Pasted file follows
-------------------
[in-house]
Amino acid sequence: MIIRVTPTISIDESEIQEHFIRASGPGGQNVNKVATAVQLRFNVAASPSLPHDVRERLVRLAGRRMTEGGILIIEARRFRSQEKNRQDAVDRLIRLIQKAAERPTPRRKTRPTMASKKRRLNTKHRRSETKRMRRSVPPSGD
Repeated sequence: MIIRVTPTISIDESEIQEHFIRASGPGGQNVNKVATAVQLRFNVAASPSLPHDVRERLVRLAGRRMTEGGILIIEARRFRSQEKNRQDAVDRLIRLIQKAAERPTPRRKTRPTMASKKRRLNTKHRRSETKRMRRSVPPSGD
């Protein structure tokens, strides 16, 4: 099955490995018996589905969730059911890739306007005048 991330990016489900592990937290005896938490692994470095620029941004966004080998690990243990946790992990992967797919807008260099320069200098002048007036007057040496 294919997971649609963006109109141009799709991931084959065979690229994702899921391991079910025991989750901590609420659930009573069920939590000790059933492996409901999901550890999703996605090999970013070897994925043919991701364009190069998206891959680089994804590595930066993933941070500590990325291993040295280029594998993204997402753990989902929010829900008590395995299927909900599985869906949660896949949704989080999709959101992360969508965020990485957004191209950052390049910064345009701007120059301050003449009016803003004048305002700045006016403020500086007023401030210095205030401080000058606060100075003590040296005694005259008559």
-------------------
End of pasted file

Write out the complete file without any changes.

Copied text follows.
[in-house]
Amino acid sequence: MIIRVTPTISIDESEIQEHFIRASGPGGQNVNKVATAVQLRFNVAASPSLPHDVRERLVRLAGRRMTEGGILIIEARRFRSQEKNRQDAVDRLIRLIQKAAERPTPRRKTRPTMASKKRRLNTKHRRSETKRMRRSVPPSGD
Repeated sequence: MIIRVTPTISIDESEIQEHFIRASGPGGQNVNKVATAVQLRFNVAASPSLPHDVRERLVRLAGRRMTEGGILIIEARRFRSQEKNRQDAVDRLIRLIQKAAERPTPRRKTRPTMASKKRRLNTKHRRSETKRMRRSVPPSGD
């Protein structure tokens, strides 16, 4: 099955490995018996589905969730059911890739306007005048 991330990016489900592990937290005896938490692994470095620029941004966004080998690990243990946790992990992967797919807008260099320069200098002048007036007057040496 294919997971649609963006109109141009799709991931084959065979690229994702899921391991079910025991989750901590609420659930009573069920939590000790059933492996409901999901550890999703996605090999970013070897994925043919991701364009190069998206891959680089994804590595930066993933941070500590990325291993040295280029594998993204997402753990989902929010829900008590395995299927909900599985869906949660896949949704989080999709959101992360969508965020990485957004191209950052390049910064345009701007120059301050003449009016803003004048305002700045006016403020500086007023401030210095205030401080000058606060100075003590040296005694005259008559």